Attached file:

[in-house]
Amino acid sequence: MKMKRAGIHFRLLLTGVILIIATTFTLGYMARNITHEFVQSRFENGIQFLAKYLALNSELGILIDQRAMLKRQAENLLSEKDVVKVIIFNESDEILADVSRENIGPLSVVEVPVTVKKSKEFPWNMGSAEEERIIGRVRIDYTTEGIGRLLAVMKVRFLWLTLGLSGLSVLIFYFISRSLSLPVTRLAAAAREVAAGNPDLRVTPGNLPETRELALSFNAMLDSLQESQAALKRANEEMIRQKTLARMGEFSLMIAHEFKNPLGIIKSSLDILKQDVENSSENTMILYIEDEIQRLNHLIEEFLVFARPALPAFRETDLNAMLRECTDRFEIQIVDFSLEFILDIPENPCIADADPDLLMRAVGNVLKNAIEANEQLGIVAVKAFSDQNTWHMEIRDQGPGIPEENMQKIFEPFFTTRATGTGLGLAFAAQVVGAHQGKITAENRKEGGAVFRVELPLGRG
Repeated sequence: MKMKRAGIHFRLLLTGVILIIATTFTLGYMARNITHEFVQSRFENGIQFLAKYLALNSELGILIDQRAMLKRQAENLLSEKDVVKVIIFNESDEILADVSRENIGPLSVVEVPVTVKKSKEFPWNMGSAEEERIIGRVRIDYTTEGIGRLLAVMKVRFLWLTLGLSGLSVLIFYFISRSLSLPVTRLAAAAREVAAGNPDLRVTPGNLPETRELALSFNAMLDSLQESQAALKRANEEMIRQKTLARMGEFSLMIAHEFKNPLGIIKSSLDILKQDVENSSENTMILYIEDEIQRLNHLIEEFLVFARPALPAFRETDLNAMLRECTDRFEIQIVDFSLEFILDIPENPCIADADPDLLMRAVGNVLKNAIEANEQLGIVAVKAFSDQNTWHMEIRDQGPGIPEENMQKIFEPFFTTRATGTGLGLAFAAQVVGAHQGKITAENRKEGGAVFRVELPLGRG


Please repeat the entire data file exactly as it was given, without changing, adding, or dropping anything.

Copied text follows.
[in-house]
Amino acid sequence: MKMKRAGIHFRLLLTGVILIIATTFTLGYMARNITHEFVQSRFENGIQFLAKYLALNSELGILIDQRAMLKRQAENLLSEKDVVKVIIFNESDEILADVSRENIGPLSVVEVPVTVKKSKEFPWNMGSAEEERIIGRVRIDYTTEGIGRLLAVMKVRFLWLTLGLSGLSVLIFYFISRSLSLPVTRLAAAAREVAAGNPDLRVTPGNLPETRELALSFNAMLDSLQESQAALKRANEEMIRQKTLARMGEFSLMIAHEFKNPLGIIKSSLDILKQDVENSSENTMILYIEDEIQRLNHLIEEFLVFARPALPAFRETDLNAMLRECTDRFEIQIVDFSLEFILDIPENPCIADADPDLLMRAVGNVLKNAIEANEQLGIVAVKAFSDQNTWHMEIRDQGPGIPEENMQKIFEPFFTTRATGTGLGLAFAAQVVGAHQGKITAENRKEGGAVFRVELPLGRG
Repeated sequence: MKMKRAGIHFRLLLTGVILIIATTFTLGYMARNITHEFVQSRFENGIQFLAKYLALNSELGILIDQRAMLKRQAENLLSEKDVVKVIIFNESDEILADVSRENIGPLSVVEVPVTVKKSKEFPWNMGSAEEERIIGRVRIDYTTEGIGRLLAVMKVRFLWLTLGLSGLSVLIFYFISRSLSLPVTRLAAAAREVAAGNPDLRVTPGNLPETRELALSFNAMLDSLQESQAALKRANEEMIRQKTLARMGEFSLMIAHEFKNPLGIIKSSLDILKQDVENSSENTMILYIEDEIQRLNHLIEEFLVFARPALPAFRETDLNAMLRECTDRFEIQIVDFSLEFILDIPENPCIADADPDLLMRAVGNVLKNAIEANEQLGIVAVKAFSDQNTWHMEIRDQGPGIPEENMQKIFEPFFTTRATGTGLGLAFAAQVVGAHQGKITAENRKEGGAVFRVELPLGRG